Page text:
Well, I confess that on a passing glimpse, I thought this was an Egyptian Pharaoh, but no! It’s Henry VII as you’ve never seen him before. Well, I hadn’t, anyway. The picture is identified as his funeral effigy before it was restored after damage in World War II.
I’m startled that anyone, even the Luftwaffe, dared to drop bombs in Henry’s vicinity. He wouldn’t take that lying down!
It’s from Rituals of Royalty: Prescription, Politics and Practice in English Coronation and Royal Funeral Rituals, c. 1327 to c. 1485
In life, Henry VII was renowned for fighting his battles from a deckchair, behind a pike wall with a telescope. Even some of his statues are behaving similarly now.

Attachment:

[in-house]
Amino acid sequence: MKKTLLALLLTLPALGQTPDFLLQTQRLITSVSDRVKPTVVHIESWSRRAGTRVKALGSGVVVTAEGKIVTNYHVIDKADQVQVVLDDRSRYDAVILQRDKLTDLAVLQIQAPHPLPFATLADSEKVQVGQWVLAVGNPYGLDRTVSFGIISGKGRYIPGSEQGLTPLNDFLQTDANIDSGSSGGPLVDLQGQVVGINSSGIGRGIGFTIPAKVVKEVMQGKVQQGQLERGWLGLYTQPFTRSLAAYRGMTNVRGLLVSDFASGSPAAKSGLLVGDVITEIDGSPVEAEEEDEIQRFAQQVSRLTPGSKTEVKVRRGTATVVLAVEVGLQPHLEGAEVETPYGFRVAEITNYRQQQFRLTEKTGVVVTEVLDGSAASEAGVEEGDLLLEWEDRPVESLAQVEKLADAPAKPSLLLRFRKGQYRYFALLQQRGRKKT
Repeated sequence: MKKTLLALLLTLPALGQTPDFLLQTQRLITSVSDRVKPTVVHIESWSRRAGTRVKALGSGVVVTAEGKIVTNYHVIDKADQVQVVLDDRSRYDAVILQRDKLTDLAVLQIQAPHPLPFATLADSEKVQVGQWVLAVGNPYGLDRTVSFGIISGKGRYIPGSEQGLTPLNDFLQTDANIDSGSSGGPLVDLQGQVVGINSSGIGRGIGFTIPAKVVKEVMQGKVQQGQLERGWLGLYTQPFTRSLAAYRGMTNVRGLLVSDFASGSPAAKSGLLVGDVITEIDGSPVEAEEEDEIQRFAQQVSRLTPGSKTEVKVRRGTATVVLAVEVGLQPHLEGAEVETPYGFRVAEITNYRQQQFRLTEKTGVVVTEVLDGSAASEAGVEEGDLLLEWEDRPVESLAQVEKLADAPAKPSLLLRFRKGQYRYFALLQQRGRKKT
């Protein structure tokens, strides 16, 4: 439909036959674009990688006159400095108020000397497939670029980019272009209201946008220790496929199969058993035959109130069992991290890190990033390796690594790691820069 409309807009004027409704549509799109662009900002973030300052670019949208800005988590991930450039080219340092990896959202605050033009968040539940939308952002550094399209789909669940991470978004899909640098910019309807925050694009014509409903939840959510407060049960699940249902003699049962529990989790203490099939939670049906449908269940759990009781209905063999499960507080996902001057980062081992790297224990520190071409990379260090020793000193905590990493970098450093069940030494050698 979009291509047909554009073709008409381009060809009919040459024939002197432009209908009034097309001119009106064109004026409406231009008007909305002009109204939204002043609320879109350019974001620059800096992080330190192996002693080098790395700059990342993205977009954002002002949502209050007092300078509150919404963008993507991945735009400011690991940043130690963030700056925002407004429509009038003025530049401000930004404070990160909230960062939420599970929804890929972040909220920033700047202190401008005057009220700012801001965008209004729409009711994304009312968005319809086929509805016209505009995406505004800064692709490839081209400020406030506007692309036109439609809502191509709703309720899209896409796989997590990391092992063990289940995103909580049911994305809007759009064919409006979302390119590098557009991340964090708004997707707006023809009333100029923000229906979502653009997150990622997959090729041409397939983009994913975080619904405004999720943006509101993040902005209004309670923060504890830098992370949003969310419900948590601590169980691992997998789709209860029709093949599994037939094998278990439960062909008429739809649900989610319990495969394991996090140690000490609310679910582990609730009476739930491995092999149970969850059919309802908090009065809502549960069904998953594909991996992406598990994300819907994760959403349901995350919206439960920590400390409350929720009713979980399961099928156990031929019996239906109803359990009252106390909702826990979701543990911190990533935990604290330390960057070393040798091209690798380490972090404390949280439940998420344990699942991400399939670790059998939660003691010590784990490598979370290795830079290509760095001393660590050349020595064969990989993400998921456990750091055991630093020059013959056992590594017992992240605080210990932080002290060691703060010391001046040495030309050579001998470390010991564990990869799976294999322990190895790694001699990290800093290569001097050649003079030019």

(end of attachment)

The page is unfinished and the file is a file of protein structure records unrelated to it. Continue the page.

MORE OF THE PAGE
The best example is, or was, in Exeter. It commemorated the two sieges of the city in 1497 when the two Cornish Rebellions were kept out but proceeded towards London, the First with more success than the Second. Henry held court here for a month that autumn. The first statue stood near Eastgate until 1784 and then moved to High Street until it was destroyed during the Blitz. The 1950s fibreglass replacement, designed by Sonia Newton, was displayed at Princesshay until 2005, when a new shopping centre took priority and he is in hiding somewhere in Belle Isle.